WHETHER WE ADMIT IT OR NOT, a lot of us love a bit of gossip, but a little less of us who love to gossip also love to talk about people behind their back, so to speak. Out of this smaller number, still a smaller group likes to provoke what we call “intrigues” or negative news, usually unsubstantiated, between a person or group of persons.
A newcomer in our work site started her stint with us on the wrong foot, ordering people around and criticizing the way we did things without bothering to find out the backstories of our site. In an attempt to stir up things and shift the paradigm, so to speak, she ended up getting a lot of “pushback” (resistance) to the extent that a couple of mini-confrontations had ensued.
In the meantime, something happened to me that I hadn’t experienced in my nearly 10 years at the work site. Every time I was out of earshot of the person concerned, or every time I had a chance to speak confidentially, I talked about this person, the newcomer, in a not-so-flattering manner.
Unsurprisingly, I found colleagues who after initial reservations, were more than willing to discuss the said topic / person with me. At first we limited our verbal exchanges on the issue of the person’s comments on how things were done, but inevitably we started talking about the person herself, bordering on the personal. It didn’t help that this person was so obstinate and stubborn (at the beginning), threw out all alternative suggestions regarding her issues, and her mildly undiplomatic way of communication.
in the end, fences were mended and compromises were reached. It was obvious that the newcomer’s heart was in the right place, but that in her intensity and zeal, she rubbed people the wrong way.
What struck me was the way it was so easy for me (and by extension, the rest of my co-workers) to gossip and talk about this person behind her back. The word “backstab” is a bit strong, but I have no doubt that if we hadn’t met halfway, we would’ve started on that track.
I thought up a few reasons why I and my kalahi (people in my race) so readily indulge in this kind of behavior, without excuses but at the same time trying to review it in context:
Filipinos are not confrontational. We hate confrontation. We keep our punches and jabs subtle, via “death by a thousand cuts” but are so sickly sweet when facing our social rivals and antagonists. In my example above, the mini-confrontation, which happily solved our problem, was initiated by a Pacific Islander who had no qualms about giving it straight to the person involved. No sugarcoating, but at the same time no hurts and insults. I would find it very difficult to talk to a person, male OR female and tell him/her my problems with him/her. A lot of New Zealanders don’t have that problem, fortunately in this case.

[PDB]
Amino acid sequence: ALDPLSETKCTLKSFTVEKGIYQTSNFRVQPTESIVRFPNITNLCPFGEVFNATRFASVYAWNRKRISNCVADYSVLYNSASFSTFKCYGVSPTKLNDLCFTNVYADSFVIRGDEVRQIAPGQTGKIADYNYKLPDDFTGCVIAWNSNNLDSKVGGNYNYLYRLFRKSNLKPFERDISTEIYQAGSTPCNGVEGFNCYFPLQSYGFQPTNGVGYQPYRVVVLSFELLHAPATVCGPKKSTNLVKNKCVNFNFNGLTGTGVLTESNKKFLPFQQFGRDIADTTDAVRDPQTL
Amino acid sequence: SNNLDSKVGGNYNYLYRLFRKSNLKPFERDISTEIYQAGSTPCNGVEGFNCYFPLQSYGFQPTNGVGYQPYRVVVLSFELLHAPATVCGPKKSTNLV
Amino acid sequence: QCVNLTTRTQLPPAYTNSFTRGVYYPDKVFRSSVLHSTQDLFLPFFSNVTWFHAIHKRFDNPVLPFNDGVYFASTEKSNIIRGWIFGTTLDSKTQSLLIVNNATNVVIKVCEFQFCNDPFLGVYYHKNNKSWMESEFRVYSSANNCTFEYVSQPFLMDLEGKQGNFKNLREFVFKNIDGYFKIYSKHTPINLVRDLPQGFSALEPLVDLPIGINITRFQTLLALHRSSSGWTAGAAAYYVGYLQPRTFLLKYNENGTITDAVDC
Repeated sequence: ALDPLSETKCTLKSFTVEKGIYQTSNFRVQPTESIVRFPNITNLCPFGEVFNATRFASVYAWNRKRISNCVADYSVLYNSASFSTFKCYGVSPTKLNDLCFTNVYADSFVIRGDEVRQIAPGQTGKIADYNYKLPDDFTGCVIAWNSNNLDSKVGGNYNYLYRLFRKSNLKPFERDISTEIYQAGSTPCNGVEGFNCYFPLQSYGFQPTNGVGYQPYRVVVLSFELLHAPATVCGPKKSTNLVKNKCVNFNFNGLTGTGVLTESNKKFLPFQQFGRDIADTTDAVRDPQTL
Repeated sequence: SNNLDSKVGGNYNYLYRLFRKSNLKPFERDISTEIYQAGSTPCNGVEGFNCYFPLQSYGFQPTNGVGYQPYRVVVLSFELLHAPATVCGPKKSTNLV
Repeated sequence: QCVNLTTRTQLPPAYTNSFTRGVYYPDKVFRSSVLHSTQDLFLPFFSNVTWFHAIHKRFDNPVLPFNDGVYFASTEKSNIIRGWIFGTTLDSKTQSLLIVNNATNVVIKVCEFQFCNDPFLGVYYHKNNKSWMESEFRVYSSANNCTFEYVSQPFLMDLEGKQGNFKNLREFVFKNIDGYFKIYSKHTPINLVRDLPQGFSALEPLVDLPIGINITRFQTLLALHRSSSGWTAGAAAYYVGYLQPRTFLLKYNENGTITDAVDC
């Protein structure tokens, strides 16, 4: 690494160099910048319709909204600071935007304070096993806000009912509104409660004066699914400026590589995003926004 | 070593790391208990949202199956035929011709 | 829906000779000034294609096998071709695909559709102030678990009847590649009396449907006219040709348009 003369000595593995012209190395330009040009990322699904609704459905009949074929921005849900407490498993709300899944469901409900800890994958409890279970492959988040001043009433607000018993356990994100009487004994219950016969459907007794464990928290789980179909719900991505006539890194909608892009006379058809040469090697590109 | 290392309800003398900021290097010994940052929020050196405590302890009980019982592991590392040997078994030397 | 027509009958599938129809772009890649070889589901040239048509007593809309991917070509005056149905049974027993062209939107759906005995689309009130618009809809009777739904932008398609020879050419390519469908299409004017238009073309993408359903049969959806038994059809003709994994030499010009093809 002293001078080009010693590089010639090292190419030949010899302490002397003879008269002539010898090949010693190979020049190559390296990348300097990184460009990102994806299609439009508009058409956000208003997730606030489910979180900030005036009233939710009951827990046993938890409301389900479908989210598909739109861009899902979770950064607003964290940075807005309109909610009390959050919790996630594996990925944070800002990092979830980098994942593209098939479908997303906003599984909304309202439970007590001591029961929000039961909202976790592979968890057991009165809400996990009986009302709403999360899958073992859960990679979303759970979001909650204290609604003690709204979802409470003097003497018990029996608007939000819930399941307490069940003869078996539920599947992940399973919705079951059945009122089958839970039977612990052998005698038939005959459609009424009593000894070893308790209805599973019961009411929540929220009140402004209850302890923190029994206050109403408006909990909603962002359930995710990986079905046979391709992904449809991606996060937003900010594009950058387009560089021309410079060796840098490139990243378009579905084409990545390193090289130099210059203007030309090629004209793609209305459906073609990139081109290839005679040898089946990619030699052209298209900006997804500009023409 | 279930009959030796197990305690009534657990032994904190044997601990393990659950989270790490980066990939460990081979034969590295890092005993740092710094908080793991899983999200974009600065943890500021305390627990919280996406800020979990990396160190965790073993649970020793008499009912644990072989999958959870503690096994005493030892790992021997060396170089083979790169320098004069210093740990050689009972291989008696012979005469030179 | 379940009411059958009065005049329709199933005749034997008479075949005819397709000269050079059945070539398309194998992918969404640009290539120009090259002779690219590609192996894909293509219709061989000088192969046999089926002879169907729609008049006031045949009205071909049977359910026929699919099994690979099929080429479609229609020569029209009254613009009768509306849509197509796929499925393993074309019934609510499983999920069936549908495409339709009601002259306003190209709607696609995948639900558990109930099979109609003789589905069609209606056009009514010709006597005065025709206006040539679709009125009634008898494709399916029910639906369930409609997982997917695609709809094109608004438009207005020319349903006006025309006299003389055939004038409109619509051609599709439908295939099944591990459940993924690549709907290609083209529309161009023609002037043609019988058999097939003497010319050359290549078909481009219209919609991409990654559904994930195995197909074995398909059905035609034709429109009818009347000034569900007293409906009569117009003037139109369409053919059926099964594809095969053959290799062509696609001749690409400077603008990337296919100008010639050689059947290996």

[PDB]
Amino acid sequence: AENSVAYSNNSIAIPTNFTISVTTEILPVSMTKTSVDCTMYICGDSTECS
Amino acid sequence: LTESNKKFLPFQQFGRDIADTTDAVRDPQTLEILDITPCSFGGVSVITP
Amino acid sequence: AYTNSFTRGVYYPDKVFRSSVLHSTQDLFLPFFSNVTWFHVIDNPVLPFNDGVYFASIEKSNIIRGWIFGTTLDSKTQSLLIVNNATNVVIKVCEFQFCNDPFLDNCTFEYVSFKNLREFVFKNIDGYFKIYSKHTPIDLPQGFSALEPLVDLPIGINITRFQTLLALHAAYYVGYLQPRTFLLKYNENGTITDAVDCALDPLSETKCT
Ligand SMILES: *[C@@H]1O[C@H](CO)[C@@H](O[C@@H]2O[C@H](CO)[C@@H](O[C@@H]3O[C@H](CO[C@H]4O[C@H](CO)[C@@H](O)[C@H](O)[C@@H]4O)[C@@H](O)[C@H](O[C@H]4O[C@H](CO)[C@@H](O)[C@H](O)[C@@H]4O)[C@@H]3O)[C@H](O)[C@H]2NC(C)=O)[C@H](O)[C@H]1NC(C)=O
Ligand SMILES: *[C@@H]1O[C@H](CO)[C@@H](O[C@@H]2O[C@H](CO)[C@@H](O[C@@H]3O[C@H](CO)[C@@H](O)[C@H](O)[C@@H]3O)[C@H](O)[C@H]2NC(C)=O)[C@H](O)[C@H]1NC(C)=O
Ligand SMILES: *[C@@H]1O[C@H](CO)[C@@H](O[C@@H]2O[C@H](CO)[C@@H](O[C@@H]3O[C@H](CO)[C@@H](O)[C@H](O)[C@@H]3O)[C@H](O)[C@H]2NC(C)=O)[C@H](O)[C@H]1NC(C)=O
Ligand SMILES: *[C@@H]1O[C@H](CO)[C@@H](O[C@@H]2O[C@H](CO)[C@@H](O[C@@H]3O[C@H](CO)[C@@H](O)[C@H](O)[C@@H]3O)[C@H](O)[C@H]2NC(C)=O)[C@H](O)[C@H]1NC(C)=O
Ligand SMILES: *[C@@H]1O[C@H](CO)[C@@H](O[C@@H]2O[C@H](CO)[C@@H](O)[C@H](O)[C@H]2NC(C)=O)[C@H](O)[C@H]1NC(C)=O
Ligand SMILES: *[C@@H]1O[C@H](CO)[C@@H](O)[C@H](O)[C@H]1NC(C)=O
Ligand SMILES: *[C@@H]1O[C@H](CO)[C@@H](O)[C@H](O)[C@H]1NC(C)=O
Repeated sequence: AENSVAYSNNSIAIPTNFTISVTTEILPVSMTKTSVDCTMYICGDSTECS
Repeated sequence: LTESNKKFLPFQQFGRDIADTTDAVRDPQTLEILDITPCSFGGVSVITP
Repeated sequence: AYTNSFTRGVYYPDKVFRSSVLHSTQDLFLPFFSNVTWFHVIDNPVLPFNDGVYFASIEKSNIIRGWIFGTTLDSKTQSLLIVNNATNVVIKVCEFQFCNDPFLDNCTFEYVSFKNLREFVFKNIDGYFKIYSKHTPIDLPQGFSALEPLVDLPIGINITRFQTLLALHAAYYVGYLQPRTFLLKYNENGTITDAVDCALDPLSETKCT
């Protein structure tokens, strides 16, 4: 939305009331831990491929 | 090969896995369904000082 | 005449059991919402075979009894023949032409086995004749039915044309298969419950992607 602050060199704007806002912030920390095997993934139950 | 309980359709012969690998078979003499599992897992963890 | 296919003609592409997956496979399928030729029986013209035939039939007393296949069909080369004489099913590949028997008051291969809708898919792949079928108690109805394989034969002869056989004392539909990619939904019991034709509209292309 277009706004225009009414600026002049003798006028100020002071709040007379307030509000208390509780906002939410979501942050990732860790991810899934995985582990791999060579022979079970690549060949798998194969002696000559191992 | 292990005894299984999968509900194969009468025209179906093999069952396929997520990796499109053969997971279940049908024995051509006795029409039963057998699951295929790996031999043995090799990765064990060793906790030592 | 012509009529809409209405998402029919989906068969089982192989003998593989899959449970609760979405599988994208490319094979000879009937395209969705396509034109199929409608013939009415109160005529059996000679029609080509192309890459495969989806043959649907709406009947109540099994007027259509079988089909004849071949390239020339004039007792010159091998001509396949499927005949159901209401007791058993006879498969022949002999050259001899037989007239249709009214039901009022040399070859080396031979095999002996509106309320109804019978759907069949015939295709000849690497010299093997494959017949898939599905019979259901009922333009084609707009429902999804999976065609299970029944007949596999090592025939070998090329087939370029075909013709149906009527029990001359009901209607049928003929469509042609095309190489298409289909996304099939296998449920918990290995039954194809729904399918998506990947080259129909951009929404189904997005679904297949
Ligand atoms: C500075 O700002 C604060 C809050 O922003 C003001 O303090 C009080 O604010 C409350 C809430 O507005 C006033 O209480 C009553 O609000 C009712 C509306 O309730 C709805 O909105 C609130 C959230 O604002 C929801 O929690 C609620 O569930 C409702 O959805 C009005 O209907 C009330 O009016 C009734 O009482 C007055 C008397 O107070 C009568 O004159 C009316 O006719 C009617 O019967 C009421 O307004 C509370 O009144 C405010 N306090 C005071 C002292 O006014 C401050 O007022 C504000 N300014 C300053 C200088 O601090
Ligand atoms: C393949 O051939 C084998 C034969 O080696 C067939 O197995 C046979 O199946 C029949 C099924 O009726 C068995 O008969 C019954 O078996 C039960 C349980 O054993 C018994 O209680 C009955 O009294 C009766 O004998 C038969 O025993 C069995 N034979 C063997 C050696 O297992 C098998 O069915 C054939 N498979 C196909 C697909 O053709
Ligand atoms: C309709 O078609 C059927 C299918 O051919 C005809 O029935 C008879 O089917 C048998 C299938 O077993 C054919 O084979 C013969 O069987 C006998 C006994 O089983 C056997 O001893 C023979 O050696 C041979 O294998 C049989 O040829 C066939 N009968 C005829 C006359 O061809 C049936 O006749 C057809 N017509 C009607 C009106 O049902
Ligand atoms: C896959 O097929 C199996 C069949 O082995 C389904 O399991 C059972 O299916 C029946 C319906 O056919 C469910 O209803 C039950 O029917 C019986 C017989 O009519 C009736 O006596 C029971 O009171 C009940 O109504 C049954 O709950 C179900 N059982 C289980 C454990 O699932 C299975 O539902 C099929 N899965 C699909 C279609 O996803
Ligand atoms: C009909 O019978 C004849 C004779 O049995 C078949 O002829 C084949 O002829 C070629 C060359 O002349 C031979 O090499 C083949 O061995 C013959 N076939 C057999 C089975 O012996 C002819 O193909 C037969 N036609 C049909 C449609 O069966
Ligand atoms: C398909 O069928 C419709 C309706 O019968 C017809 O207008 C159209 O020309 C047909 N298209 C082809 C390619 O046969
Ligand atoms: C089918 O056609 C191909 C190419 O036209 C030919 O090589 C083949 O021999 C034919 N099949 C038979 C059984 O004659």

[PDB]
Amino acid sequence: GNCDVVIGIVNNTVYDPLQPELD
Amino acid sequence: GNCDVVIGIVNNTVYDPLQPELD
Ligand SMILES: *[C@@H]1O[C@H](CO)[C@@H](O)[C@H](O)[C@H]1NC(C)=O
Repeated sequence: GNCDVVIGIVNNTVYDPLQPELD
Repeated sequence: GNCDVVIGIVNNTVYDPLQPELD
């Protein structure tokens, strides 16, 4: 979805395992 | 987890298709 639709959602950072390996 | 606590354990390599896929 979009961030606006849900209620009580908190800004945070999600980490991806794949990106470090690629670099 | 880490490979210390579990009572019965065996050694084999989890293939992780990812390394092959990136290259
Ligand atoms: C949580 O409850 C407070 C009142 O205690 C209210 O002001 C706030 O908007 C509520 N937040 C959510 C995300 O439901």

And because we are not confrontational, when we don’t like a person’s actions (or maybe that person himself / herself), we don’t do the logical thing and go to that person and start complaining. We go to the next person, friend, actually any other person and starting venting about the person, who usually has no idea on how badly we feel in the first place. In fact, we talk to ANYBODY who will listen, anybody that is, except the person concerned. Am I making sense?
We need a pressure valve for our emotions. Now, as said earlier, we like to work ourselves up over a trivial matter like the way one person does things. But because we don’t actually do anything constructive like talking to that person, the latter isn’t expected to change or improve his/her behavior. The result is, we just go nuts and keep getting crazier until we can’t keep our emotions in check. The next time we encounter that person? We go ballistic at the slightest provocation, and we become the bad guy.
To avoid this, we need to regulate and manage the pressure building up inside us, and the best way to do this is to TALK about it. We find like-minded persons, usually those who are also annoyed and stressed by said person (who until this point STILL doesn’t know what’s happening). The natural step is we start talking about this person, whether we mean well or not, and because we release such tension and find people who share our concerns, we somewhat feel better. Or at least, not as bad as before. And that’s why we talk about their people behind their backs. For emotional self-preservation, and equally positive reasons.
Ultimately, we want something positive to happen. We hate what the person/s are doing, we want to do something crazy just to get back at that person, but deep down we just want the questionable behavior to stop. or at least make some sort of compromise with that person.
Perhaps it’s clash of values, religions or traditions. Perhaps the person isn’t aware of the sensitivities of the place. Perhaps the persons concerned just need to be more considerate, and a little reminder of this would go a long way.
This is what chismis, backbiting and intriguing does. On the surface it looks catty and shallow, but actually it is a cry for help from the originator, wanting people to take notice and somehow carry forward the message to the intended recipient, to eventually realize the bother he/she is causing and to stop said behavior.
My story above had a happy ending. The newcomer realized she wanted results, but not at the expense of feelings hurt and negative feelings created. She’s more diplomatic in the way she criticizes, and takes into account everything before saying something.
In this case at least, the chismis was worth it.
thanks for reading!